Jump to: navigation, search

Minar


Minar Indianised form of the Arabic or Persian word manar or manara, which literally means a place where fire (nar) burns. Originally it appears to have been applied to the Pharos (lighthouse) at Alexandria at the top of which a fire burnt at night as warning for mariners. It was also used in Arabic poetry for signposts or for the oil lamp in the cell of a Christian monk. Gradually, the meaning of the word was extended to building art to denote lighthouses, and during the time of the Muslims to include not only mosque-towers (madhana, from adhan) but also by analogy to embrace any structure whose height is its important dimension, whether isolated or forming part of a building as a functional or decorative item. The word thus eventually became a synonym for tower or turret in English.

Chhota Pandua Minar

The earliest minars in Syria and North Africa constructed during Muslim times were square in design, and were used also as living houses (sawami, pl. of sawmaa) beside being used as madhana. From eighth century onwards in Iran - the land of non-Arabs - the rounded form in contradistinction to the square was preferred. This, in association with the Ghazavid and Ghorid conquests came to India, where the earliest surviving examples are the minar at Sohdra in Panjab and the great Qutb Minar at Delhi. The size and height of these minars (the height of the Qutb Minar being more than 75m) bring forward an important question as to the necessity of their height and grandeur. From the inscriptions on their body, nothing precise is known about the purpose except the eulogy of the sultan and the glorification of Islam.

Firuz Minar

The fact that for a muadhdhan it is almost impossible to climb such a height several times a day for calling the faithful to prayer and that some of these minars, for example, those of Gazni, Jam and other places in Iran and India, are unconnected with mosques, indicates that these were erected to show the might (quwwat) of the ruler and of Islam, as a symbol of the victory and glory of the religion and the Islamization of the land where it was erected. It is interesting that this symbolization has been carried to modern times and the glory of a nation is represented by such towers as is seen in many countries, including the Nelson Tower in London, Eifel Tower in Paris, the Canadian National Tower in Toronto, and the Jatiya Smrti Shaudha (National Monument for Martyrs of Bangladesh) at Savar in Dhaka.

Of the few minars known to have been erected in Bengal, only three survive today, and all in West Bengal, India. The minar at Chhota Pandua and the firuz minar at Gaur of the Sultanate period and the one at nimsarai minar of the Mughal period are very high towers; the first two seemingly being connected with mosques, but the last one erected at the junction of Kalindi and Mahananda rivers as a light house for boatmen. Of the two other minars, also in West Bengal, one surmised to have been erected at the back side of the Adina Masjid at Hazrat Pandua and the other non-extant at Devikot were madhanas. It should perhaps be noted that madhanas in India in general and Bengal in particular were not that popular in early Islam.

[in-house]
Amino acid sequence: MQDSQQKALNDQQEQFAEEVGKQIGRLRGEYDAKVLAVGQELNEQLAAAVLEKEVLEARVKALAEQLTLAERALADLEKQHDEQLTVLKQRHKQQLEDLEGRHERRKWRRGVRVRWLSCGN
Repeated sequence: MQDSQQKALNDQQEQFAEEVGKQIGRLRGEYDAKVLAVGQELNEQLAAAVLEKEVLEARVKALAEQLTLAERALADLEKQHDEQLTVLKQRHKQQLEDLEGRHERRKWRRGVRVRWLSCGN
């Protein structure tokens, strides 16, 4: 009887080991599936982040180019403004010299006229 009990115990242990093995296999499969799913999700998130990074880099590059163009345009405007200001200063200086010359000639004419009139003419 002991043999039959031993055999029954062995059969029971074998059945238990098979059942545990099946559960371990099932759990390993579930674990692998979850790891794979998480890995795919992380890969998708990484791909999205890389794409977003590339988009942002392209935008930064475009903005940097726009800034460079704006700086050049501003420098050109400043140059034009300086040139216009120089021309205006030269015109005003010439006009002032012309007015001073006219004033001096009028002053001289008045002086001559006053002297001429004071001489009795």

Nimsarai Minar

The reason may be sought in the description left behind by Ibn Hawqal, a tenth century Arab geographer, who ascribes it to the 'stern orthodoxy of some rulers'. Because this feature of the mosque was not to be found in the mosque of the Prophet (Sm) at Madina, and was introduced only after the end of the pious Khilafat, they rejected it as superfluous. That this reason prompted most of the Indian rulers to exclude the madhanas from their mosques may further be supported by some of their mosque inscriptions. Whereas Abu Bakr (Ra), Umar (Ra), Uthman (Ra) and Ali (Ra) have been regarded in all these inscriptions as the chirag (lamp), the masjid (mosque), the mihrab (prayer-niche), and the mimbar (pulpit) of the Islamic religion respectively, no mention has been made of the minar. The call to prayer in Indian mosques, including those of Bengal, which did not have madhanas, was thus made either, as in the mosque of the Prophet (Sm) at Madina, from roofs, or from their gateways. In mosques that did not have staircases, the call to prayer must have been made, as is done nowadays, from the forecourt of the mosques, or some nearby high place. In modern times the situation is changing, and madhanas of varied types, sometimes even of grotesque designs, are being erected as necessary adjuncts to mosques.

In Bangladesh, from February 1952, minar has assumed a special meaning. To commemorate the martyrdom of the Language Movement, a minar known as shaheed minar (monument of the mother language martyrs) was erected by students near the gate of the Dhaka Medical College. Being symbolic of the repression inflicted by the Pakistani rulers, this has now assumed an abstract and symbolic form both in design and thought, and has been a feature imitated throughout the country, particularly in academic institutions. The grand Shahid Minar to the north of the Medical College, representing the country and its people, made by the famous artist-painter Hamidur Rahman, is now a large plaza, and is visited every year by people from all walks of life to commemorate the day (21 February) and to make fresh vows to resist oppression and reaction, and uphold the spirit of the Liberation War and independence. On other occasions, it is a monument dedicated to 'liberty, equality and fraternity'. [ABM Husain]